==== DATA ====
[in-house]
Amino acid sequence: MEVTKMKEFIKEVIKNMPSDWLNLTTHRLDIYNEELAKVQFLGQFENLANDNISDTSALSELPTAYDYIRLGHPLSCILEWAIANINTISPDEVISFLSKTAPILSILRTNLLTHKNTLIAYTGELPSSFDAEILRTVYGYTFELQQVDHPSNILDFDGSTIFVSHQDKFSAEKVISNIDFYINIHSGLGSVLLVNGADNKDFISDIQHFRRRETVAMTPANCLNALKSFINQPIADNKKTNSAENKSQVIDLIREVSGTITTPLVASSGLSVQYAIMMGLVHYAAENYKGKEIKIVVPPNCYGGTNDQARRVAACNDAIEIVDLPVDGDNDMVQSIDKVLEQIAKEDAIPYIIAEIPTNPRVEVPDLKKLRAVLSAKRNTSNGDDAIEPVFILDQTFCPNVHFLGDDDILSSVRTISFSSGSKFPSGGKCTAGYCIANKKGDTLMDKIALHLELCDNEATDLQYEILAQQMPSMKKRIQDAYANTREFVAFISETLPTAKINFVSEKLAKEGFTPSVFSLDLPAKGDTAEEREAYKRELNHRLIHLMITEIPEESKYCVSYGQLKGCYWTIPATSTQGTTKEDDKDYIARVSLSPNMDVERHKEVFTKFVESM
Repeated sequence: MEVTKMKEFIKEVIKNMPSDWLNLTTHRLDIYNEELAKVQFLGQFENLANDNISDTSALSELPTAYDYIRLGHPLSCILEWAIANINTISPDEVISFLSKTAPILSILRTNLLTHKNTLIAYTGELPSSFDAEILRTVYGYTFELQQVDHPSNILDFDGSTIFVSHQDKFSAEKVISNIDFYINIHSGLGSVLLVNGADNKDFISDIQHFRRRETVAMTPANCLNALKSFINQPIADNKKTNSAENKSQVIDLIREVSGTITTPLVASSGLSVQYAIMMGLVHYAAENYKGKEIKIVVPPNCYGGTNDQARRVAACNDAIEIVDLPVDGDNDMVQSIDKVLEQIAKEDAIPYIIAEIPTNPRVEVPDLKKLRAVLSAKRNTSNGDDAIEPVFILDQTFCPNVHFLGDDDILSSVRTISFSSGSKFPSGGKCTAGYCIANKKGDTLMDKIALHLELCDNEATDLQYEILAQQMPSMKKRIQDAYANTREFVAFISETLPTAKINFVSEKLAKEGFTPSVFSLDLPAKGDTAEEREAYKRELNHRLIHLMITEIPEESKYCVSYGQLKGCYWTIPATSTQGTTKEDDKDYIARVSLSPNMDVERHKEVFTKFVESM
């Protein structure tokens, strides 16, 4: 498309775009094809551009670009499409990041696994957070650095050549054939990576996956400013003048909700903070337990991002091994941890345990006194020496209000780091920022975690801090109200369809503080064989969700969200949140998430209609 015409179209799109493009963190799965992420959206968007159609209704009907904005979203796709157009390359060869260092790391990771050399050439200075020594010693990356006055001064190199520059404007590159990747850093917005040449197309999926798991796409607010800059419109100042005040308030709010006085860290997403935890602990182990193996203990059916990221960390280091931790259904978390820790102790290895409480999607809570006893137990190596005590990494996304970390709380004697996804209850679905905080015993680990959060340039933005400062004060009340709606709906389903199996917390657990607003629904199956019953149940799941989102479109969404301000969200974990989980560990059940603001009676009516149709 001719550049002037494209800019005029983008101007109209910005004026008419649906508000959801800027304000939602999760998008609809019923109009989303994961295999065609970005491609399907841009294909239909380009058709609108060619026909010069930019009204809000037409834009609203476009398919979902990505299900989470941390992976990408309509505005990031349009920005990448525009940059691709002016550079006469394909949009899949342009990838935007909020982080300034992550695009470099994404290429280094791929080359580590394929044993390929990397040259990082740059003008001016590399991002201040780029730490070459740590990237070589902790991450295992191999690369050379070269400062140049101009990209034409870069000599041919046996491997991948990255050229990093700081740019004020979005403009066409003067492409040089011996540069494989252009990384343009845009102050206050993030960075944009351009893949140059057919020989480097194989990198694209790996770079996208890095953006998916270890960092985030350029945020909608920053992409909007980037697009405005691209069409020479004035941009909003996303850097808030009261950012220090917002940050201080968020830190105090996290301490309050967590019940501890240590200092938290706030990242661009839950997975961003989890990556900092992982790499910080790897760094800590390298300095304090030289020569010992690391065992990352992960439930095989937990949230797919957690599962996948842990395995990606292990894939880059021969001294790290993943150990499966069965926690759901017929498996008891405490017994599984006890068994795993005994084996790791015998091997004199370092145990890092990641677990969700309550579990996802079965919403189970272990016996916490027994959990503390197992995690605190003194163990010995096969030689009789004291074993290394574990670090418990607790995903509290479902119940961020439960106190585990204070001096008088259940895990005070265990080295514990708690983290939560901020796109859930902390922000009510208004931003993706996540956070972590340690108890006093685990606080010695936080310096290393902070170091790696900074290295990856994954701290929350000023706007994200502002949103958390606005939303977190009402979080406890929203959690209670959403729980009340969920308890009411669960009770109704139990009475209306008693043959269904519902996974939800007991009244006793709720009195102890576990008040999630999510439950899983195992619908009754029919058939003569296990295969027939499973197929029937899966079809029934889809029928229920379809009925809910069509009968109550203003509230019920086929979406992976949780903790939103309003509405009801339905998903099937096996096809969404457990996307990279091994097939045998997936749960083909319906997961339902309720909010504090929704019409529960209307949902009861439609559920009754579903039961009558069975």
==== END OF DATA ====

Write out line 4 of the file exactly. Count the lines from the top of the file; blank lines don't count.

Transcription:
């Protein structure tokens, strides 16, 4: 498309775009094809551009670009499409990041696994957070650095050549054939990576996956400013003048909700903070337990991002091994941890345990006194020496209000780091920022975690801090109200369809503080064989969700969200949140998430209609 015409179209799109493009963190799965992420959206968007159609209704009907904005979203796709157009390359060869260092790391990771050399050439200075020594010693990356006055001064190199520059404007590159990747850093917005040449197309999926798991796409607010800059419109100042005040308030709010006085860290997403935890602990182990193996203990059916990221960390280091931790259904978390820790102790290895409480999607809570006893137990190596005590990494996304970390709380004697996804209850679905905080015993680990959060340039933005400062004060009340709606709906389903199996917390657990607003629904199956019953149940799941989102479109969404301000969200974990989980560990059940603001009676009516149709 001719550049002037494209800019005029983008101007109209910005004026008419649906508000959801800027304000939602999760998008609809019923109009989303994961295999065609970005491609399907841009294909239909380009058709609108060619026909010069930019009204809000037409834009609203476009398919979902990505299900989470941390992976990408309509505005990031349009920005990448525009940059691709002016550079006469394909949009899949342009990838935007909020982080300034992550695009470099994404290429280094791929080359580590394929044993390929990397040259990082740059003008001016590399991002201040780029730490070459740590990237070589902790991450295992191999690369050379070269400062140049101009990209034409870069000599041919046996491997991948990255050229990093700081740019004020979005403009066409003067492409040089011996540069494989252009990384343009845009102050206050993030960075944009351009893949140059057919020989480097194989990198694209790996770079996208890095953006998916270890960092985030350029945020909608920053992409909007980037697009405005691209069409020479004035941009909003996303850097808030009261950012220090917002940050201080968020830190105090996290301490309050967590019940501890240590200092938290706030990242661009839950997975961003989890990556900092992982790499910080790897760094800590390298300095304090030289020569010992690391065992990352992960439930095989937990949230797919957690599962996948842990395995990606292990894939880059021969001294790290993943150990499966069965926690759901017929498996008891405490017994599984006890068994795993005994084996790791015998091997004199370092145990890092990641677990969700309550579990996802079965919403189970272990016996916490027994959990503390197992995690605190003194163990010995096969030689009789004291074993290394574990670090418990607790995903509290479902119940961020439960106190585990204070001096008088259940895990005070265990080295514990708690983290939560901020796109859930902390922000009510208004931003993706996540956070972590340690108890006093685990606080010695936080310096290393902070170091790696900074290295990856994954701290929350000023706007994200502002949103958390606005939303977190009402979080406890929203959690209670959403729980009340969920308890009411669960009770109704139990009475209306008693043959269904519902996974939800007991009244006793709720009195102890576990008040999630999510439950899983195992619908009754029919058939003569296990295969027939499973197929029937899966079809029934889809029928229920379809009925809910069509009968109550203003509230019920086929979406992976949780903790939103309003509405009801339905998903099937096996096809969404457990996307990279091994097939045998997936749960083909319906997961339902309720909010504090929704019409529960209307949902009861439609559920009754579903039961009558069975």